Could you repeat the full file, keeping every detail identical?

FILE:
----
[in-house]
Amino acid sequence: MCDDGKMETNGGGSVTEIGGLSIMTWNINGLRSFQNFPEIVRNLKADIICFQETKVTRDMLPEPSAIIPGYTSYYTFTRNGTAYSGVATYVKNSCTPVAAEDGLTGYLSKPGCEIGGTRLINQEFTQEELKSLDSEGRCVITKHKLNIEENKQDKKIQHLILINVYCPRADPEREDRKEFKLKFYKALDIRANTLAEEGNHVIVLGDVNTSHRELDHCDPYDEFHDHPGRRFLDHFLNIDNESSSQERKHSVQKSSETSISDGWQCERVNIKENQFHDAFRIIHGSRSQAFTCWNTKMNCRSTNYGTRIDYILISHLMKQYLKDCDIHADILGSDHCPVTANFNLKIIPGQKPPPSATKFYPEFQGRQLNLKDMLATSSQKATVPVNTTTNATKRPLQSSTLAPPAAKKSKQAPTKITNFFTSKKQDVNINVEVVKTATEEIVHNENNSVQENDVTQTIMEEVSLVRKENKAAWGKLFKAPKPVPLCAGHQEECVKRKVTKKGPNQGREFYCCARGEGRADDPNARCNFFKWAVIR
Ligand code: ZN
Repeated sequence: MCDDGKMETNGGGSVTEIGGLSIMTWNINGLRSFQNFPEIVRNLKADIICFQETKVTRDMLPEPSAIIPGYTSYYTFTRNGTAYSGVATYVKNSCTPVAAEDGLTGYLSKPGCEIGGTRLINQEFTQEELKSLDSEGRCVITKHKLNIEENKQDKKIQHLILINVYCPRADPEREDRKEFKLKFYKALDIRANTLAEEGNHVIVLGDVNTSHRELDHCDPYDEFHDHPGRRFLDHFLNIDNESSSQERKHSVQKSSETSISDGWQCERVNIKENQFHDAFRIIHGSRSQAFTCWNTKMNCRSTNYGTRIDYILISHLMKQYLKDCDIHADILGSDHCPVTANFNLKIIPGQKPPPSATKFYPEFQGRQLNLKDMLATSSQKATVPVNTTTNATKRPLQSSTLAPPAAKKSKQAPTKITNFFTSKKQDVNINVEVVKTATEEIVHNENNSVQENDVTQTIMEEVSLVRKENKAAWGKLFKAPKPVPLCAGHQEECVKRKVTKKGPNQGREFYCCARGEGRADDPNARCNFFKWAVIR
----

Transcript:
[in-house]
Amino acid sequence: MCDDGKMETNGGGSVTEIGGLSIMTWNINGLRSFQNFPEIVRNLKADIICFQETKVTRDMLPEPSAIIPGYTSYYTFTRNGTAYSGVATYVKNSCTPVAAEDGLTGYLSKPGCEIGGTRLINQEFTQEELKSLDSEGRCVITKHKLNIEENKQDKKIQHLILINVYCPRADPEREDRKEFKLKFYKALDIRANTLAEEGNHVIVLGDVNTSHRELDHCDPYDEFHDHPGRRFLDHFLNIDNESSSQERKHSVQKSSETSISDGWQCERVNIKENQFHDAFRIIHGSRSQAFTCWNTKMNCRSTNYGTRIDYILISHLMKQYLKDCDIHADILGSDHCPVTANFNLKIIPGQKPPPSATKFYPEFQGRQLNLKDMLATSSQKATVPVNTTTNATKRPLQSSTLAPPAAKKSKQAPTKITNFFTSKKQDVNINVEVVKTATEEIVHNENNSVQENDVTQTIMEEVSLVRKENKAAWGKLFKAPKPVPLCAGHQEECVKRKVTKKGPNQGREFYCCARGEGRADDPNARCNFFKWAVIR
Ligand code: ZN
Repeated sequence: MCDDGKMETNGGGSVTEIGGLSIMTWNINGLRSFQNFPEIVRNLKADIICFQETKVTRDMLPEPSAIIPGYTSYYTFTRNGTAYSGVATYVKNSCTPVAAEDGLTGYLSKPGCEIGGTRLINQEFTQEELKSLDSEGRCVITKHKLNIEENKQDKKIQHLILINVYCPRADPEREDRKEFKLKFYKALDIRANTLAEEGNHVIVLGDVNTSHRELDHCDPYDEFHDHPGRRFLDHFLNIDNESSSQERKHSVQKSSETSISDGWQCERVNIKENQFHDAFRIIHGSRSQAFTCWNTKMNCRSTNYGTRIDYILISHLMKQYLKDCDIHADILGSDHCPVTANFNLKIIPGQKPPPSATKFYPEFQGRQLNLKDMLATSSQKATVPVNTTTNATKRPLQSSTLAPPAAKKSKQAPTKITNFFTSKKQDVNINVEVVKTATEEIVHNENNSVQENDVTQTIMEEVSLVRKENKAAWGKLFKAPKPVPLCAGHQEECVKRKVTKKGPNQGREFYCCARGEGRADDPNARCNFFKWAVIR